DAVID N. JOHNSON


David N. Johnson’s professional career and experience spans over 35 years in the academic,        private and public sectors. Since 1972, he taught African History, African American History, 

Sociology and Urban Studies at South Suburban College, Prairie State College, Trinity Christian 

College, and Governors State University.


In 2008 he retired from full time teaching and as the Chairman of the Department of Social and Behavioral Sciences at South Suburban College in South Holland, Illinois.


His career in public service as an elected official began when he was elected to the West Harvey-Dixmoor Board of Education in 1978 and 1981. As a board member, he provided leadership                   in the establishing of board committees and regular evaluations of the district superintendent   

to insure greater accountability.


From the board of education he went on to become Harvey Illinois’ first African American Mayor.   Mayor Johnson served from 1983 to 1995. During this time he served as the President of the Illinois Chapter of Black Mayors and First Vice President of the National Conference of Black Mayors (NCBM).


As the Mayor of Harvey, he provided leadership for the change to the Aldermanic form of      government from the outmoded and unconstitutional Commission form of government. His administration developed economic development incentives (Enterprise Zone, Tax Increment    Financing (TIF) Districts, County Tax Reduction, Special taxing mechanisms and Tax Reactivation Programs). Land use, labor force and infrastructure plans were developed during his administration 

in conjunction with Cook County’s Department of Planning.


A Mayor’s office of employment and training, central purchasing and human services were established to give the city’s administration more accountability, coherence and efficiency. Under       his leadership Harvey was a national leader in the renovation of single - family homes using HUD’s Urban Homestead Program. This was due, in large part, to the professionalization of the city’s department of planning with four masters prepared planners.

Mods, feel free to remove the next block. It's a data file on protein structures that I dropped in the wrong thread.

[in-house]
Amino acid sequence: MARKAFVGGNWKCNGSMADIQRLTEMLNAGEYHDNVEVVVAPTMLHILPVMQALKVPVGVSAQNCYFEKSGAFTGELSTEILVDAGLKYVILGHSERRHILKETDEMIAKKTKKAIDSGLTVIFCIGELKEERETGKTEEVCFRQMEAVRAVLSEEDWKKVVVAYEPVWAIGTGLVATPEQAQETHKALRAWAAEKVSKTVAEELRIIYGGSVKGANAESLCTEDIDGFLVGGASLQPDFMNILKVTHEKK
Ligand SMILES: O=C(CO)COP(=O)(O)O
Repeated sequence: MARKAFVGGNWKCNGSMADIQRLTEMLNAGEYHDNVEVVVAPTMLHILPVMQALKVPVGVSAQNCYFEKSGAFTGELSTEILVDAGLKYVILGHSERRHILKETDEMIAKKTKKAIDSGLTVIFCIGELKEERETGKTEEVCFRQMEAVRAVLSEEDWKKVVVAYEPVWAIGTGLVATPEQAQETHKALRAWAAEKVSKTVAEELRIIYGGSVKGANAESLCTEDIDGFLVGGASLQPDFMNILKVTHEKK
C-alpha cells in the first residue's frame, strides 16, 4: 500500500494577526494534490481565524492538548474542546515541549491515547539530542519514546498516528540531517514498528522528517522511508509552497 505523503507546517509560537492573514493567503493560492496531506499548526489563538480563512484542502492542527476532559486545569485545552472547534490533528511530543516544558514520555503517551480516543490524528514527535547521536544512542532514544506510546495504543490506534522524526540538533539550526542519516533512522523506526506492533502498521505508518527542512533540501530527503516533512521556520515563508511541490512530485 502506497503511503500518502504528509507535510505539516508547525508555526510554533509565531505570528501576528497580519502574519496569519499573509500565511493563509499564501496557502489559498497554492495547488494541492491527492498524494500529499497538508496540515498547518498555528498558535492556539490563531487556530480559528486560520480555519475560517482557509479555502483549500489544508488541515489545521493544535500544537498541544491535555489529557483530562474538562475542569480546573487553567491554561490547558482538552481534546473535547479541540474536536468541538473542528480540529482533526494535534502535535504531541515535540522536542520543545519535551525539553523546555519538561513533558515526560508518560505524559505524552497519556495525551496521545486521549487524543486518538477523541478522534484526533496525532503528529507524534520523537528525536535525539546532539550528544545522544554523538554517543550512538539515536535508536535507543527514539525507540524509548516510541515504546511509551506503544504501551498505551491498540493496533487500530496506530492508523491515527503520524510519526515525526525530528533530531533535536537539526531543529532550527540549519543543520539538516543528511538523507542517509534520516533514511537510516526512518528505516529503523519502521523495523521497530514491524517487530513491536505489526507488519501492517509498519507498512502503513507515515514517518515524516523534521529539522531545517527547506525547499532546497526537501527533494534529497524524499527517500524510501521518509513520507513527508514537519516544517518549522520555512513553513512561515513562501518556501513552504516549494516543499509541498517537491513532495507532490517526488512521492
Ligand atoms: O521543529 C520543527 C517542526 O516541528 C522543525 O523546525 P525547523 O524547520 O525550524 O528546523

He is proud of the fact that African Americans and the city’s growing Hispanic population were          able to participate in all aspects of the local government during his tenure. Through the use of innovative financing African American contractors did 200 blocks of street resurfacing. In addition,     his administration assisted African American engineering students gain valuable experience through summer employment.


Presently, he is an associate with the PEOPLE Program, which fosters international exchanges,    dialogue with elected officials, journalists, academics and community-based organizations around   local, national, and international problems. Toward this end, he is an advisory board member of the South Shore High School International College Prep High school. The expectation is that students  obtain and apply skills necessary for college preparedness, global citizenship and medical health  careers both domestic and abroad.


In addition, he is the chairman of the board of the South Suburban Museum of African American  History (SSMAAH), a proposed museum that will serve the southern suburbs of Chicago and a      former board member of the Have A Heart for Sickle Cell Anemia Foundation which supports the    Sickle Cell Center at the University of Illinois at Chicago.


He is the president of David Johnson and Associates, Incorporated: a planning and municipal   consulting firm. As a consultant, he helped to develop the Blue Print Policy Agenda for University    Park, Illinois. He has done work for the Village of Dixmoor, the City of Harvey, the Chicago Heights Sister Cities Program which resulted in a partnership the Asougyaman District in Ghana, West Africa; the African American Task Force of the Gift of Hope (formerly the Regional Organ Bank of Illinois {ROBI}), and the development of the Outreach Mall and housing development in Harvey, Illinois.


Professor Johnson is a member of the advisory board of the Black Oaks Center for Sustainable and Resilient Communities, in Hopkins Park, Illinois. Black Oaks is training a new generation of farmers 

toward the goal of creating a local food system that will produce fresh produce and employment for under served communities in metropolitan Chicago.


For eleven years he wrote a column entitled “Subject to Change” for the Southtown-Star, a part of 

the Sun Times News Group that serves 39 south suburban communities.


He attended McKinley elementary school, Thornton High School, South Suburban College, Howard University and Rutgers University. Additionally, he holds a certificate in Zoning and Planning from Governors State University. The former Mayor was inducted into the Thornton Township High School Alumni Hall of Fame in May of 2013.


David believes meaningful change is made when groups of people are involved locally with a global perspective.


To contact David N. Johnson, call (708) 334-7811.